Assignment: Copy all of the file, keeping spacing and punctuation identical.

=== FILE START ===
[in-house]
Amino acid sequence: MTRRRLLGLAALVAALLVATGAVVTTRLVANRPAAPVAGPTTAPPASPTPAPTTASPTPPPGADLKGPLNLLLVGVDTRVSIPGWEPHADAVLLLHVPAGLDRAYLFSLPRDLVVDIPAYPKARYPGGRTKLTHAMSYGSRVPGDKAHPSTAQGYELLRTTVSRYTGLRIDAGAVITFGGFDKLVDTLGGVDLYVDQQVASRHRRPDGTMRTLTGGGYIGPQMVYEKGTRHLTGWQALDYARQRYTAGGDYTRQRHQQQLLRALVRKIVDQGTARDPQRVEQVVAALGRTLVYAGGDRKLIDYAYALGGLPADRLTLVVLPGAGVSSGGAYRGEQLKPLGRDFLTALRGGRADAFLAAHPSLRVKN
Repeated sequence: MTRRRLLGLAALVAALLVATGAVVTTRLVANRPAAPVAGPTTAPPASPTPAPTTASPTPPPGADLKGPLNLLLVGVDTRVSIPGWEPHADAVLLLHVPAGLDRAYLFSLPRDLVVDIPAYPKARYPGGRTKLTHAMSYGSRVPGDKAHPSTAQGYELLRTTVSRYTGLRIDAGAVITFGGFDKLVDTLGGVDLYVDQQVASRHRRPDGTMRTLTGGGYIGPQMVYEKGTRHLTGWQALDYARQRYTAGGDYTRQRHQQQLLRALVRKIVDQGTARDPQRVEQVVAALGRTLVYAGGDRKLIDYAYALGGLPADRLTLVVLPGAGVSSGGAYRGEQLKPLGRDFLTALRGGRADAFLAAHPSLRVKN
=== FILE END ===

[in-house]
Amino acid sequence: MTRRRLLGLAALVAALLVATGAVVTTRLVANRPAAPVAGPTTAPPASPTPAPTTASPTPPPGADLKGPLNLLLVGVDTRVSIPGWEPHADAVLLLHVPAGLDRAYLFSLPRDLVVDIPAYPKARYPGGRTKLTHAMSYGSRVPGDKAHPSTAQGYELLRTTVSRYTGLRIDAGAVITFGGFDKLVDTLGGVDLYVDQQVASRHRRPDGTMRTLTGGGYIGPQMVYEKGTRHLTGWQALDYARQRYTAGGDYTRQRHQQQLLRALVRKIVDQGTARDPQRVEQVVAALGRTLVYAGGDRKLIDYAYALGGLPADRLTLVVLPGAGVSSGGAYRGEQLKPLGRDFLTALRGGRADAFLAAHPSLRVKN
Repeated sequence: MTRRRLLGLAALVAALLVATGAVVTTRLVANRPAAPVAGPTTAPPASPTPAPTTASPTPPPGADLKGPLNLLLVGVDTRVSIPGWEPHADAVLLLHVPAGLDRAYLFSLPRDLVVDIPAYPKARYPGGRTKLTHAMSYGSRVPGDKAHPSTAQGYELLRTTVSRYTGLRIDAGAVITFGGFDKLVDTLGGVDLYVDQQVASRHRRPDGTMRTLTGGGYIGPQMVYEKGTRHLTGWQALDYARQRYTAGGDYTRQRHQQQLLRALVRKIVDQGTARDPQRVEQVVAALGRTLVYAGGDRKLIDYAYALGGLPADRLTLVVLPGAGVSSGGAYRGEQLKPLGRDFLTALRGGRADAFLAAHPSLRVKN